In Paper Promises, Economist columnist Philip Coggan helps us to understand the origins of this mess and how it will affect the new global economy by explaining how our attitudes towards debt have changed throughout history, and how they may be about to change again.
Can we afford to take democracy for granted? It's now so much a part of our lives that we could be forgiven for thinking it mainly takes care of itself. Almost half the world's population now lives in a democratic state, while some Western democracies have now had universal suffrage for almost a century and have endured through even the most severe of global upheavals.
In The Last Vote, Philip Coggan shows how democracy today faces threats that we ignore at our own risk. Amid the turmoil of the financial crisis, high debt levels, and an ever-growing gap between the richest and the rest, it is easy to forget that the ultimate victim could be our democracy itself.
Tracing democracy's history and development, from the classical world through the revolution of the Enlightenment and on to its astounding success in the nineteenth and twentieth centuries, Coggan revisits the assumptions on which it is founded. What exactly is democracy? Why should we value it? What are its flaws? And could we do any better?
The Last Vote is a wake-up call, and an illuminating defence of a system, which, in Churchill's words, is the worst possible form of government, except for all the others that have been tried. Reasoned, lucid and balanced, Coggan's argument parrots neither the agenda of left nor right, but calls for us all to work together to ensure we don't end up in an even greater mess than we're in today. Finally, he proposes ideas for change and improvement to the system itself so the next vote we cast will not be the last.
Praise for Paper Promises:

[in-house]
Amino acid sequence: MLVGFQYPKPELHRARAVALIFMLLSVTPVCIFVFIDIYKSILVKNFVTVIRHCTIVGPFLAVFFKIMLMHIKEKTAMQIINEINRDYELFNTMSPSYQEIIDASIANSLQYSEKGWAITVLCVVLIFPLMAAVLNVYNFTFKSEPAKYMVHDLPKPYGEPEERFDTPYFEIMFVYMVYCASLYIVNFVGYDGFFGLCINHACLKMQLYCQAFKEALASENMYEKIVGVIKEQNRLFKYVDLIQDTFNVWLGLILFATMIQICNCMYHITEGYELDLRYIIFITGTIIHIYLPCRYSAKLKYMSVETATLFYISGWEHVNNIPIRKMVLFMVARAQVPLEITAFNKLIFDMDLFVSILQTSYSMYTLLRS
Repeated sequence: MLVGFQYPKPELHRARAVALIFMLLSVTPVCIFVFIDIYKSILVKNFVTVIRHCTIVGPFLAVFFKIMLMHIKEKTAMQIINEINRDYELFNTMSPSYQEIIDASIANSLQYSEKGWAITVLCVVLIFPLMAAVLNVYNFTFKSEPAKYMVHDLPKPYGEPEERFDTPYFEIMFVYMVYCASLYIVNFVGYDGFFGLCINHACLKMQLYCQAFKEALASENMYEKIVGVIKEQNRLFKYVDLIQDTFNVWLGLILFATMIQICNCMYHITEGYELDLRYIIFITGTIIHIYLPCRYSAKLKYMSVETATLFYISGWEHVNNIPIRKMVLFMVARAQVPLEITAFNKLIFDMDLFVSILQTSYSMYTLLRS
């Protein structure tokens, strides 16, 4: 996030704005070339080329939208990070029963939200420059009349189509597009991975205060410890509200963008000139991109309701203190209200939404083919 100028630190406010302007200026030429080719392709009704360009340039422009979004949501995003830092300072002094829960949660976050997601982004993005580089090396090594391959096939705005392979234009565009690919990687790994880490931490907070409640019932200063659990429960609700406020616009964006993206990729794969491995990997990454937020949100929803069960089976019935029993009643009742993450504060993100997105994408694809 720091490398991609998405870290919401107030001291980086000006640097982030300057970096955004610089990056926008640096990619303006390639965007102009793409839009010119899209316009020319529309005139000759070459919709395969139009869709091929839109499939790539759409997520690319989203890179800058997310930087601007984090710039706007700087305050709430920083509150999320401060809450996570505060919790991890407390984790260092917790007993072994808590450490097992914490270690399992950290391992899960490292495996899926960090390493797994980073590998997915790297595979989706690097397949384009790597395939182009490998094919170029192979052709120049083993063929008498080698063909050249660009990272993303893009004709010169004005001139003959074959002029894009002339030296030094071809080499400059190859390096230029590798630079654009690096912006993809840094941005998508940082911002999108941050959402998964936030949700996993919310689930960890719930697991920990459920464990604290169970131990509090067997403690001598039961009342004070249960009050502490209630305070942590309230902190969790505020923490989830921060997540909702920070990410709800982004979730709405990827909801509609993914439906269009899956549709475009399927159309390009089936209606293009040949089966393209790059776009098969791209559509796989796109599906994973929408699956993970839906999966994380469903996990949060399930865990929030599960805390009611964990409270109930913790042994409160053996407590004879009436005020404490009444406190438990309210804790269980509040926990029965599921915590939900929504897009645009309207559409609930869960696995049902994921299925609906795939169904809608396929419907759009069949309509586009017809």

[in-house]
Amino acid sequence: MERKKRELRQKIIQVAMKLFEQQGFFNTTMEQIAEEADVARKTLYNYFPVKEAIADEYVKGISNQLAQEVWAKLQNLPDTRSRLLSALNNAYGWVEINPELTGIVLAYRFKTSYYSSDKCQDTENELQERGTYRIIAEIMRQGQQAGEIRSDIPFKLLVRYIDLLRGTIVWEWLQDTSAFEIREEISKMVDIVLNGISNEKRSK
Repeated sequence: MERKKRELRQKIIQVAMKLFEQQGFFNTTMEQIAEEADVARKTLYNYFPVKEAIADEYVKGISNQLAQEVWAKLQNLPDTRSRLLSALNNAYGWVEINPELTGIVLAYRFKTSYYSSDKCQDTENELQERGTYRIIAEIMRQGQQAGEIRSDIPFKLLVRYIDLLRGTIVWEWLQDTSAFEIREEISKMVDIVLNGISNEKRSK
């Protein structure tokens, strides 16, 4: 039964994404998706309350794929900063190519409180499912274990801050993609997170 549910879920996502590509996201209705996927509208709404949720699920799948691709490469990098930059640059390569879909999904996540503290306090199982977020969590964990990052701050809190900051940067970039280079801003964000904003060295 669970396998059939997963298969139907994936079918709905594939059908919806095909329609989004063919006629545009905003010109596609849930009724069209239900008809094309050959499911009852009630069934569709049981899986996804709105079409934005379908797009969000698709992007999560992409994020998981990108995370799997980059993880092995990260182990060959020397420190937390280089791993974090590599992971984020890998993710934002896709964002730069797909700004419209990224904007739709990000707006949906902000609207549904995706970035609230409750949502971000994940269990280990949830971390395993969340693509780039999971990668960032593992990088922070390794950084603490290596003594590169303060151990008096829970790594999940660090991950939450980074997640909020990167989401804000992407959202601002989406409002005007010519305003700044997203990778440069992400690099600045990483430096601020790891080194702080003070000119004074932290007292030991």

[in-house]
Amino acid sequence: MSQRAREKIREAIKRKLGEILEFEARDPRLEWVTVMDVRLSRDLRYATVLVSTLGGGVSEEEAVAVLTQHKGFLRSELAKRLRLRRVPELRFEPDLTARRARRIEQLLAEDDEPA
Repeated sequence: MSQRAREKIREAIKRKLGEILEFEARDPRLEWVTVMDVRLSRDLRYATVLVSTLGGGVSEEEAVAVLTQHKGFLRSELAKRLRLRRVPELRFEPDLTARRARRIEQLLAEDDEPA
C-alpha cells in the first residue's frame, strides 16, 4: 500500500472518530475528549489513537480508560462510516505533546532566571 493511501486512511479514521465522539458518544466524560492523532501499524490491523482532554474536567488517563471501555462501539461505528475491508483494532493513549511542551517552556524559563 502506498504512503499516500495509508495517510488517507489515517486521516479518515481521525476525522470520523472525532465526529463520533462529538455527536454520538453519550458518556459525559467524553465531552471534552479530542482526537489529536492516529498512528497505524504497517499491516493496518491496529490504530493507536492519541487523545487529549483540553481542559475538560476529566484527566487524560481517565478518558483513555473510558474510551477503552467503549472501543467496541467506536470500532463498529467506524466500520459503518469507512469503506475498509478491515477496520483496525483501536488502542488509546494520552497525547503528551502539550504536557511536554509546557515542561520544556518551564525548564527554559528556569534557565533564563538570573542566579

'This book stands way above anything written on the present economic crisis' Nassim Taleb, author of The Black Swan
'Bold and confident... This book should be taken very seriously' John Authers, Financial Times
'The most illuminating account of the financial crisis to appear to date ... written with a lucidity that conveys deep insights without a trace of jargon' John Gray, New Statesman
Philip Coggan was a Financial Times journalist for over twenty years, and is now the Buttonwood columnist for the Economist. In 2009 he was named Senior Financial Journalist in the Harold Wincott awards and was voted Best Communicator at the Business Journalist of the Year Awards. He is the author of The Money Machine, and Paper Promises, winner of the Spears Business Book of the Year Award and longlisted for the Financial Times Goldman Sachs Business Book of the Year Award.
Because of this trend, much of the country is questioning—often with great anger—whether the system that has for so long buoyed their hopes has now betrayed them once and for all. What we are left with is either anti-market pitchfork populism or pro-business technocratic insularity. Neither of these options presents a way to preserve what the author calls “the lighthouse” of American capitalism. Zingales argues that the way forward is pro-market populism, a fostering of truly free and open competition for the good of the people—not for the good of big business.
Drawing on the historical record of American populism at the turn of the twentieth century, Zingales illustrates how our current circumstances aren't all that different. People in the middle and at the bottom are getting squeezed, while people at the top are only growing richer. The solutions now, as then, are reforms to economic policy that level the playing field. Reforms that may be anti-business (specifically anti-big business), but are squarely pro-market. The question is whether we can once again muster the courage to confront the powers that be.
From 1999 to 2009, U.S. Navy SEAL Chris Kyle recorded the most career sniper kills in United States military history. His fellow American warriors, whom he protected with deadly precision from rooftops and stealth positions during the Iraq War, called him “The Legend”; meanwhile, the enemy feared him so much they named him al-Shaitan (“the devil”) and placed a bounty on his head. Kyle, who was tragically killed in 2013, writes honestly about the pain of war—including the deaths of two close SEAL teammates—and in moving first-person passages throughout, his wife, Taya, speaks openly about the strains of war on their family, as well as on Chris. Gripping and unforgettable, Kyle’s masterful account of his extraordinary battlefield experiences ranks as one of the great war memoirs of all time.